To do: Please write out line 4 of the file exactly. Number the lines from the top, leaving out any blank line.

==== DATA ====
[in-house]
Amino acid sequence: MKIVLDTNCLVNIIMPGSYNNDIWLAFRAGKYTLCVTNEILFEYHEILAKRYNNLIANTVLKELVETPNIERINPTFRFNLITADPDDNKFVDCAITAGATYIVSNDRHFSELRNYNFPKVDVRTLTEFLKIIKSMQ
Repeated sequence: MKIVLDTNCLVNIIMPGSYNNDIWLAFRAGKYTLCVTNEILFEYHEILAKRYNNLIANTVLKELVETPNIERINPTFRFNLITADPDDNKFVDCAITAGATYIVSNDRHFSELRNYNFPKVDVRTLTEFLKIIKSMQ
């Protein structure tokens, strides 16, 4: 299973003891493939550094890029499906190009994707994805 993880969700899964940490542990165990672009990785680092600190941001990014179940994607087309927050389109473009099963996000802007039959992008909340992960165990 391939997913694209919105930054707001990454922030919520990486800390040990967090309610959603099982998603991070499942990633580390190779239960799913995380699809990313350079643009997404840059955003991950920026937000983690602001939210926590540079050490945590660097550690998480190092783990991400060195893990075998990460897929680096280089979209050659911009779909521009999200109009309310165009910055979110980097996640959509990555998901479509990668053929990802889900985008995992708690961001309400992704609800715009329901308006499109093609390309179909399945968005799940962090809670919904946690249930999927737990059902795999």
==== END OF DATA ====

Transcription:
């Protein structure tokens, strides 16, 4: 299973003891493939550094890029499906190009994707994805 993880969700899964940490542990165990672009990785680092600190941001990014179940994607087309927050389109473009099963996000802007039959992008909340992960165990 391939997913694209919105930054707001990454922030919520990486800390040990967090309610959603099982998603991070499942990633580390190779239960799913995380699809990313350079643009997404840059955003991950920026937000983690602001939210926590540079050490945590660097550690998480190092783990991400060195893990075998990460897929680096280089979209050659911009779909521009999200109009309310165009910055979110980097996640959509990555998901479509990668053929990802889900985008995992708690961001309400992704609800715009329901308006499109093609390309179909399945968005799940962090809670919904946690249930999927737990059902795999």